Like all RISE Adventures programs, athletes participate in wheelchair rugby at no cost.
Recover, inspire, succeed and empower: these are the goals that RISE Adventures, also known as Paralympic Sport Club North Texas, sets for each of its members.
RISE, based in Irving, Texas, is an adaptive sports center that provides completely free programming for individuals with disabilities and their families.
The center was founded in March 2007 and offers activities ranging from handcycling and swimming to skateboarding and sailing. For youth, RISE even hosts outdoor camping, fishing and hunting expeditions.
Unlike many Paralympic Sport Clubs and adaptive recreation centers, RISE is completely free to participants. That means no membership or registration costs, no program fees, and no equipment rental fees. The center is also almost entirely volunteer-run, with only the executive director receiving pay. RISE’s funding comes solely from grants and donations.
Andy Burton, founder of RISE’s wheelchair rugby team and the club’s current program manager, said offering programs for free allows RISE to reach out to many more athletes than with a fee-based model.
“When I was initially hurt, I was young and didn’t have the funding to do anything,” Burton said. “There wasn’t anything out there that I could do without having to spend a ton of money on equipment. It’s hard to tell somebody, ‘You should get into track or rugby,” when there’s a huge upfront investment involved for something that they may not even enjoy.
“[Providing free programming] really equals the playing field. It allows people to find out what they really like and want to do, and it also involves everybody.”
As part of its mission to provide access to all levels, ages and abilities, RISE operates its sports programs at three different levels of competitiveness. Level 1 is meant to be an introduction to a program or specific sport taught by experienced peers and coaches; Level 2 introduces structured practices including warm-ups and drills with an emphasis on improvement; and Level 3 focuses on competition and performance with opportunities for scrimmage play.
“I think a lot of people don’t understand what the Paralympic Movement is. When they hear about what RISE is about or when they see disabled athletes, they think Special Olympics,” Burton said. “We are athletes that train and sacrifice like able-bodied athletes … It’s the same drama, the same competition.”
Able-bodied family members and friends are encouraged to join in on RISE’s activities alongside those with disabilities, which is something Burton said makes the program unique.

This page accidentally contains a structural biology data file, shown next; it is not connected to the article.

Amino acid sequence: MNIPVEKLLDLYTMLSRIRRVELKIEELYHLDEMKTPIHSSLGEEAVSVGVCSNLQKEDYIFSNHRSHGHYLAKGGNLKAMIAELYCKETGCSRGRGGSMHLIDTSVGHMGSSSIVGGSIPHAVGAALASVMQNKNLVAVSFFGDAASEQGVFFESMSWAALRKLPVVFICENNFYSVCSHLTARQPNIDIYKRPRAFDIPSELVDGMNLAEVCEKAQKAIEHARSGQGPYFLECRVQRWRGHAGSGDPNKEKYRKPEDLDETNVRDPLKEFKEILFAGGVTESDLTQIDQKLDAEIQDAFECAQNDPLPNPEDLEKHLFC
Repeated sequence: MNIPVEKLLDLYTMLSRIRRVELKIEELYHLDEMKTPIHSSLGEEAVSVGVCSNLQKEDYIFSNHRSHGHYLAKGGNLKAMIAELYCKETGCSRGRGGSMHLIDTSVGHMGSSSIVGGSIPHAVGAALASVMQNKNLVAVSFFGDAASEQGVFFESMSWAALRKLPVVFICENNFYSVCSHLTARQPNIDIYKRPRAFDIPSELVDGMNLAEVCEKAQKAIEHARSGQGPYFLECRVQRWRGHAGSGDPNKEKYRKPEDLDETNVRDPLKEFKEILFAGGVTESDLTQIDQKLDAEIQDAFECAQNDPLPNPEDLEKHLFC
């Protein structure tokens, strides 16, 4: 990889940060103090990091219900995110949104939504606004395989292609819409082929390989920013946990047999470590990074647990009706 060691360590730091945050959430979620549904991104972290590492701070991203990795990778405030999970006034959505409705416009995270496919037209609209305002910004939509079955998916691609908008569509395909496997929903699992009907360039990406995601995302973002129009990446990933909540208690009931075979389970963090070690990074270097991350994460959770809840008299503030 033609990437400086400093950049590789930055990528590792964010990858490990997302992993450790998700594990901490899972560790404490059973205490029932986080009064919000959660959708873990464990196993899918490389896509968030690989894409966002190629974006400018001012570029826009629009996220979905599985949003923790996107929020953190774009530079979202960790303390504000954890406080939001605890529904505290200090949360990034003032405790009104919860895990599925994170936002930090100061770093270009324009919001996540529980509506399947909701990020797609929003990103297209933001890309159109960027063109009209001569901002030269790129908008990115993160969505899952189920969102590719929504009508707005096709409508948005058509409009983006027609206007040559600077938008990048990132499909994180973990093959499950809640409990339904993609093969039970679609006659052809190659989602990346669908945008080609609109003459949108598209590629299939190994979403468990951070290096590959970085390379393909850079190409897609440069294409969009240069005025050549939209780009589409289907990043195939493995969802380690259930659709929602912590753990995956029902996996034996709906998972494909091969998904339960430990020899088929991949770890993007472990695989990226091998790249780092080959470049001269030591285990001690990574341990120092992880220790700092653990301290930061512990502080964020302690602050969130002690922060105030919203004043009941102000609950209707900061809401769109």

“One of the bigger things that I love about what we do is that if you’re in a chair or you come to our program, we don’t segregate you,” Burton said. “It’s not like, ‘I’m in a chair, I’m going to my sibling’s baseball game and there’s nothing for me to get involved in.’ Now, the whole family can come to RISE and everybody can be involved. It’s huge because it allows everybody to be together and do the same thing; nobody is on the sidelines.”
Board member Tawain Gilbert said RISE and other adaptive sport clubs like it play a valuable role in post-injury rehabilitation.
“Whether someone has had an accident or grew up disabled, it has been proven that adaptive recreational programs are a vital part of that recovery, in getting those with physical challenges active in everyday life,” Gilbert said. “That’s why it’s important for there to be more recreational programs like this in areas that don’t offer one.”
Gilbert has muscular dystrophy and uses a power chair. He originally became involved with RISE as an athlete in 2012, becoming a member of the program’s board of directors shortly thereafter.
For Gilbert, RISE’s power soccer program built relationships and helped him feel a sense of belonging more so than ever before.
“I really want to be active even though I have a physical disability,” Gilbert said. “When I first played [power soccer], I really enjoyed the feeling of being on a team. I thought I was ‘Pele’ when I scored my first goal!”
Indoor soccer and power soccer are offered every Saturday at the George Farrow Recreation Center in Irving. Wheelchair rugby, one of the club’s most popular sports, is held there as well on Friday nights.
Burton, who works with the rugby team every Friday, said he has seen time and again the positive changes RISE members experience as they become involved in adaptive sports.
“You get somebody who’s newly injured, or maybe has been injured for a while but not really acclimated in society in a while, and you get them acclimated into sports,” Burton said. “You see them grow and come out of their shell. They get more involved and care more about their physical being and their life in general. Their drive picks up again. They become more productive and they get on with life, basically.”